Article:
We are still in the tropics and visiting Saint Barthélemy (also known as St. Barts). This itty-bitty island sits below Anguilla, East to the U.S. Virgin Islands, and above St. Nitts and Nevis. The island is primarily French-speaking and is part of a collectivity of France (first-order division of France) that also contains Martinique, Saint Martin, and Guadeloupe. At just under 10 sq miles in size it has an impressive array of high class restaurants and luxurious resorts. The island has no fresh water sources so the locals rely on desalination plants to collect rain for drinking water- talk about stressful!
Saint Barthélemy cooking incorporates French, Creole, West Indian, and Asian influence with many fine dinning restaurants around the island. Indian cooking styles often include fish and steamed vegetables, Creole include more spice. More often you will see French and Creole styles of food. Like other Caribbean islands they use native produce and seafood in their meals, much like today’s dish. Red snapper can be found in the Caribbean waters and is the main attraction of this West Indian dish. You can find the details here.
This was a pretty straight forward dish using common ingredients, most already being present in the apartment. Never skip marinating since this is how the fish will absorb all the flavor. We decided to pan fry the fish (especially since it was cod fillets vs red snapper).
We felt this dish was well seasoned, however it was more on the simple side. I was also unable to get red snapper again because it is rarely ordered at the rural Hannaford I go to. We can’t lie and give this dish a rating higher than 6.5/10 because it does not compare to other fish dishes we have made. It is still good and easy to make but not a knock out recipe.
Hey guys welcome to another island territory, but for once it is not sitting in the warm waters of the Caribbean or South Pacific; instead it is just south of Newfoundland, Canada in the Atlantic Ocean. St. Pierre and Miquelon is a sovereign state of France which is situated in the Gulf of St. Lawrence and is an archipelago consisting of eight islands, only two of which are inhabited. It has an interesting history of being the location where alcohol was smuggled into the US during the 1920s. The islands even have its own time zone which is 30 minutes ahead of Newfoundland.
This quaint territory has some local seafood flare, however French food is the most common cuisine found here. I found a more traditional recipe native to the island versus France itself to use for tonight’s dinner. Although the salad didn’t sound appealing to me I told myself I needed to branch out and stomp judging things before I tried it. The recipes can be found here.
So that is what I did, I jumped into these recipes with an open mind. It was simple cooking that didn’t take much time, the cream taking the most of my time. I did sample the salad dressing, it was delish!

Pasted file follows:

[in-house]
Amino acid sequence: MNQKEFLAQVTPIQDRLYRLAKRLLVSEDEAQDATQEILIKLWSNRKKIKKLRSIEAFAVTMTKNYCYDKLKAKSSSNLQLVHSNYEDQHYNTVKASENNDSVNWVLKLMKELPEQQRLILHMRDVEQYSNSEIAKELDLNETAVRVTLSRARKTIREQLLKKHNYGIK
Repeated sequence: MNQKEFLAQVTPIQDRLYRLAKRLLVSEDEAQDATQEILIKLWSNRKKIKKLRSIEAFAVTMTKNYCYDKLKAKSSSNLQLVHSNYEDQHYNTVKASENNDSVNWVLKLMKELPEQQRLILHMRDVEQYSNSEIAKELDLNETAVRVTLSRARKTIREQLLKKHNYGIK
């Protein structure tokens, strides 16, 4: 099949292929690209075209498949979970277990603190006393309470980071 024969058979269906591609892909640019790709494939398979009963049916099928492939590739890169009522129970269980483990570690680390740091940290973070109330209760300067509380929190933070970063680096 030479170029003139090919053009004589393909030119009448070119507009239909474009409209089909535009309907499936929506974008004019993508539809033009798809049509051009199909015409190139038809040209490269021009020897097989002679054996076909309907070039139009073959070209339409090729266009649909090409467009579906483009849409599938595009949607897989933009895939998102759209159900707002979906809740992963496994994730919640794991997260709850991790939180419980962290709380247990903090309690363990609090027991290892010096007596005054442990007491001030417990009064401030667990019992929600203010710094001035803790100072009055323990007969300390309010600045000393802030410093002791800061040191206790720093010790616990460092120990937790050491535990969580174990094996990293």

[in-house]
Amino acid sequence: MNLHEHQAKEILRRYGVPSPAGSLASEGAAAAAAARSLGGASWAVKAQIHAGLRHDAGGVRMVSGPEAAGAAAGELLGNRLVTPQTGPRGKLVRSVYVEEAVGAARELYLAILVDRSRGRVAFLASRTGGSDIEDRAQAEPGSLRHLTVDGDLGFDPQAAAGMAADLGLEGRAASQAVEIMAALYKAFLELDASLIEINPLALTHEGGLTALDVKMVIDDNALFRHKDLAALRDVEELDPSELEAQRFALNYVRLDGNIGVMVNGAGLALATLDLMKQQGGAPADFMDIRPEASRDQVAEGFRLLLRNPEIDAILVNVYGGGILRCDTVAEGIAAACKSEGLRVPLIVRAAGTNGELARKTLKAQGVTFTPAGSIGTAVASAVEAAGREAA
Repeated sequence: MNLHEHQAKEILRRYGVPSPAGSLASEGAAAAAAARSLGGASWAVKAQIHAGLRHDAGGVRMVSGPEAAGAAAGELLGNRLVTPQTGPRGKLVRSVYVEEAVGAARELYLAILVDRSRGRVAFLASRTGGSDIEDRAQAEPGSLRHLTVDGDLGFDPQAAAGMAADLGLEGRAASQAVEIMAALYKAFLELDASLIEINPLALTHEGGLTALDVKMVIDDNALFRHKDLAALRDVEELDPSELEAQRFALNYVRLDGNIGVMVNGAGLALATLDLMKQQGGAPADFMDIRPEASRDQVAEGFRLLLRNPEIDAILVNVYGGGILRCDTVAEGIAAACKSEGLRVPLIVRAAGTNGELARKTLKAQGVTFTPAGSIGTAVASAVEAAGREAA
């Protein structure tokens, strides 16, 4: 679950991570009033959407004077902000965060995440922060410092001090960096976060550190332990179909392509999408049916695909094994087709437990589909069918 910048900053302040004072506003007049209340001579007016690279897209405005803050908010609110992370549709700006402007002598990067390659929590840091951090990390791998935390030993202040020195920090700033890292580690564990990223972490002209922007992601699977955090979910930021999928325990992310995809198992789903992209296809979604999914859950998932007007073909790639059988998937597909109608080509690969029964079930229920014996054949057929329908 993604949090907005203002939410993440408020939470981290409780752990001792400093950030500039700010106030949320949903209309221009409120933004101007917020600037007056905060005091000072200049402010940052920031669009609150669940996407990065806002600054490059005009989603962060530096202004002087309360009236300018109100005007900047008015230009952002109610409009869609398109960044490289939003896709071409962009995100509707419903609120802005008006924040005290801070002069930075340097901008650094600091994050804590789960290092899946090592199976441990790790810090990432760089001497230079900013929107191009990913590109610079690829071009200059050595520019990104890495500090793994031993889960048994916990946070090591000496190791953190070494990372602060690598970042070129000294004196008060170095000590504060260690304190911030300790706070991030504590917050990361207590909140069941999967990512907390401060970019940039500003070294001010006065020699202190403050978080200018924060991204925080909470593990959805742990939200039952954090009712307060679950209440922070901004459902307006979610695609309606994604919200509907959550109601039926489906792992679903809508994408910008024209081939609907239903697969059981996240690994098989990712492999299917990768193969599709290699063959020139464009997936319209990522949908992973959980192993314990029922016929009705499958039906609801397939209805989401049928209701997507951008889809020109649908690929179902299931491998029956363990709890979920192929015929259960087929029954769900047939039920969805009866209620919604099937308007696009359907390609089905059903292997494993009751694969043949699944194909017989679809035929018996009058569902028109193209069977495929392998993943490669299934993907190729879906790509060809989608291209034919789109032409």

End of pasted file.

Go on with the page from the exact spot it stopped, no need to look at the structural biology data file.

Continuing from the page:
So we weren’t fans of this one.. the cod and cream was decent but nothing spectacular and the crab/fruit salad did not do a thing for me. Cold crab meat with fruit and veggies just didn’t make sense for me and I had a difficult time with the texture. Ian did better than me, but he also didn’t care for it. That being said we rated it 5/10. I don’t know if there is another recipe I can do for this territory, but maybe another French dish will do? 😉
Welcome to another tiny and mighty country of the Pacific Islands- Kiribati! This country is made up of 32 atolls and a coral raised island, the majority living on Tarawa atoll. Kiribati can mostly be split into three main sections: Tungaru, Line Islands, and Phoenix Islands (Banaba is the only island excluded from the groupings). You can spot this chain of islands bordering several other islands of the Pacific including Fiji, The Solomon Islands, The Marshall Islands, and Tuvalu. It’s the only country that can be found in all four hemispheres of the world and the first to ring in the new year. You can find coconut trees on every island which most measure only 13ft above sea level. Unfortunately as you can see this country is thin and at high risk of sinking under the ocean due to global warming.
The cuisine found on the islands consists mostly of local produce and meat such as coconut, various seafood, taro root, and breadfruit. Due to limited land area not much produce is grown on the island. The meal I made to honor Kiribati was a crab and tuna curry. The recipe I used was made out of inspiration of Kiribati and not a “traditional recipe” but likely is something that could be made and enjoyed in this nation.
The recipe was fairly simple and straight forward. I opted to use frozen vegetables to make cooking easier and had to substitute crab legs with mussels because I was unable to get any locally. The only crab meat that was available (and not totally fake) was the kind you would use to make crab cakes, so not the most ideal. Other than the seafood mishaps it was easy to get the ingredients. Look at all those colors!
This curry-dominated dish was delicious and extremely flavorful. Unfortunately the crab meat did not stand up to what I would suspect full crab legs would bring to the table, however the additional of mussels helped it out. I would suggest lobster tail/claws or shrimp as the closest substitutes if you are unable to get your hands on crab meat. All in all it was another great dish. We rated it 7.5/10.